TRAINING & EDUCATION COORDINATOR, THE BROADBENT INSTITUTE

The Broadbent Institute is a national non-profit organization, based in Ottawa and Toronto, which is dedicated to developing and supporting individuals, organizations and policies that advance a progressive vision of compassionate citizenship.

Position Summary & Core Expectations

The Broadbent Institute is seeking a highly-organized and good-humoured Training & Education Coordinator located in Montreal or Quebec City to execute the logistics of a national training and education program for the organization.

Responsibilities

Working with the Director of Training & Education, support the delivery of a training program focused on furthering democratic engagement, deepening political literacy, and training a new generation of progressive leaders. The program will involve the development of new curriculum, the creation of on-line delivery tools, and the organization of events across the country.

For more info: http://rankandfile.ca/2013/07/17/job-posting-training-education-coordinator-the-broadbent-institute/

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ANDREW JACKSON PROGRESSIVE ECONOMICS INTERNSHIP

A joint internship with the Alternative Federal Budget and the Growing Gap Project (Canadian Centre for Policy Alternatives-CCPA)

About the Alternative Federal Budget

The Alternative Federal Budget (AFB) is one of the CCPA’s longest running projects, now entering its 20th year. It consists of 27 chapters written by over 90 contributors. Each chapter examines a different federal issue and progressive policy prescription for each. All policy recommendations are fully costed and paid for within a larger macro-economic framework. The implications of AFB measures on the federal debt, deficit and employment are also determined.

About the Growing Gap Project

The Growing Gap team tracks the changing nature of Canada’s economy, work and income trends, and policies that help or worsen the problem of income inequality. The research to date has been clear: Governments have a strong role to play in implementing policies that help keep a lid on growing inequality, to make sure Canada’s economy works for everyone, not just a privileged few.

The CCPA is an independent, non-partisan research institute concerned with social, economic and environmental justice. For more information, visit http://www.policyalternatives.ca

Job Responsibilities

– Research and review relevant academic and policy literature concerning income inequality in Canada;
– Organize meetings with various AFB writers and contributors;
– Review individual AFB chapters and the macro-economic framework;
– Assist with other data analysis and report writing, as required. Some of this will be generic research assistance to David Macdonald.

For more info and to apply: http://rankandfile.ca/2013/07/23/andrew-jackson-progressive-economics-internship/

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NETWORK ORGANIZER AT LEADING CHANGE NETWORK

The Leading Change Network is a global community of practice of some 100 organizers, researchers and educators. Initiated by Marshall Ganz, Harvard Kennedy School, and others, its purpose is to support its participants in developing the leadership, building the organizational capacity, and improving the ability of democratic organizing to meet the critical challenges of our times. At present, for example, participants in 11 countries work on topics that range from immigration reform, human rights, gender equity, and economic justice to climate change, public health, and domestic violence. The demand, however, far exceeds our current capacity to respond, indicated by a growing data base of over 2000 interested persons in more 25 countries who would like to engage with us. The purpose of our search is to find a person who can enable us to respond.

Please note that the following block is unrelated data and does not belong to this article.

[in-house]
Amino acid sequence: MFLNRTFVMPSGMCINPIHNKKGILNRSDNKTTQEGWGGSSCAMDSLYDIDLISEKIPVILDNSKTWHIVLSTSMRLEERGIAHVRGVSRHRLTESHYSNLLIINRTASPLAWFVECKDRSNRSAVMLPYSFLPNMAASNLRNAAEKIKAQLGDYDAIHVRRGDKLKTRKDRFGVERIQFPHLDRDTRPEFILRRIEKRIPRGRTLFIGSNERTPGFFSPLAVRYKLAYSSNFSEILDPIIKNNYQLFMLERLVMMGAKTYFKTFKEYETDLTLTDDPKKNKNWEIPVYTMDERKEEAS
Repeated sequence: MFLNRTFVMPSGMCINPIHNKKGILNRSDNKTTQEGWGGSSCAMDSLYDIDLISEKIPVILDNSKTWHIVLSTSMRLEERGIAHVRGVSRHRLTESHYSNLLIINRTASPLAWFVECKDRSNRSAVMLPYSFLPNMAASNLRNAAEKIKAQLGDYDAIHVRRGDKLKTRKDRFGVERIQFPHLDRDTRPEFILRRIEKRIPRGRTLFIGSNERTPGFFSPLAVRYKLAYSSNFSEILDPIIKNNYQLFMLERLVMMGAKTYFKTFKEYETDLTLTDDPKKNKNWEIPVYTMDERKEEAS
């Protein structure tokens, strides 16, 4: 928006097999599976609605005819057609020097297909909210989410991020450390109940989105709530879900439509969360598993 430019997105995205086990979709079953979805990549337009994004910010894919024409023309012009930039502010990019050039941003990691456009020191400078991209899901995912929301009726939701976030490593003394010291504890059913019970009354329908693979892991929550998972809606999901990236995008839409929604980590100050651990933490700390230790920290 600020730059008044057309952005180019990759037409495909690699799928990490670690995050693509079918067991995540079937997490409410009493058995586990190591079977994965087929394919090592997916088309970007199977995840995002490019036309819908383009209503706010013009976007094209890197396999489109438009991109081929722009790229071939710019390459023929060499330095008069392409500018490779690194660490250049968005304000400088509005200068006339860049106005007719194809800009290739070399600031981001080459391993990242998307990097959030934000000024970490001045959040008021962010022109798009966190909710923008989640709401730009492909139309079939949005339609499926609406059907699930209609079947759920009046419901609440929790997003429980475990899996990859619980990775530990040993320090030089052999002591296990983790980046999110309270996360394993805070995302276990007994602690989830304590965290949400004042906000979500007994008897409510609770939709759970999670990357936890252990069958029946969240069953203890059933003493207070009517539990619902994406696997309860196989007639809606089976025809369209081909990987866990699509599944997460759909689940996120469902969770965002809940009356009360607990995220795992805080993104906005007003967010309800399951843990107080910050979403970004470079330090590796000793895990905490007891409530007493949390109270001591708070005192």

We seek a proactive, creative and “well organized” online organizer to work with a diverse leadership team to build the network, grow the network, and manage network infrastructure (database, web site, social media, etc.)

For more info and to apply: http://www.leadingchangenetwork.com

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LABOR EDUCATOR, UNIVERSITY OF MINNESOTA

The Labor Education Service (LES) at the University of Minnesota is seeking a full-time labor educator to join our teaching staff.

Job responsibilities include leading labor education courses for working adults, designing customized curriculum, and coordinating and implementing educational programs, often in collaboration with other staff.  The position requires teaching expertise using diverse methodologies, substantial experience with labor unions and organizing, and effectiveness at relating with a wide variety of worker organizations.

Duties include:
– Developing, teaching, and administering labor education courses and programs for a variety of unions and related organizations throughout the state of Minnesota.
– Designing and developing curriculum and course materials, with particular attention to the changing needs and growing diversity of the labor movement.
– Collaborating with LES staff and others on program development and coordination, including conferences and special events.
– Fostering and maintaining productive relationships with labor organizations and other community groups committed to economic and social justice.

Application Deadline: August 23, 2013

How to apply:
All applicants must apply online through the University of Minnesota website at https://employment.umn.edu/applicants/jsp/shared/Welcome_css.jsp
Applications must include a letter of interest, a resume or CV, and names and contact information for three references.

Questions? Email Mary at LES@umn.edu or phone the LES office, 612-624-5020.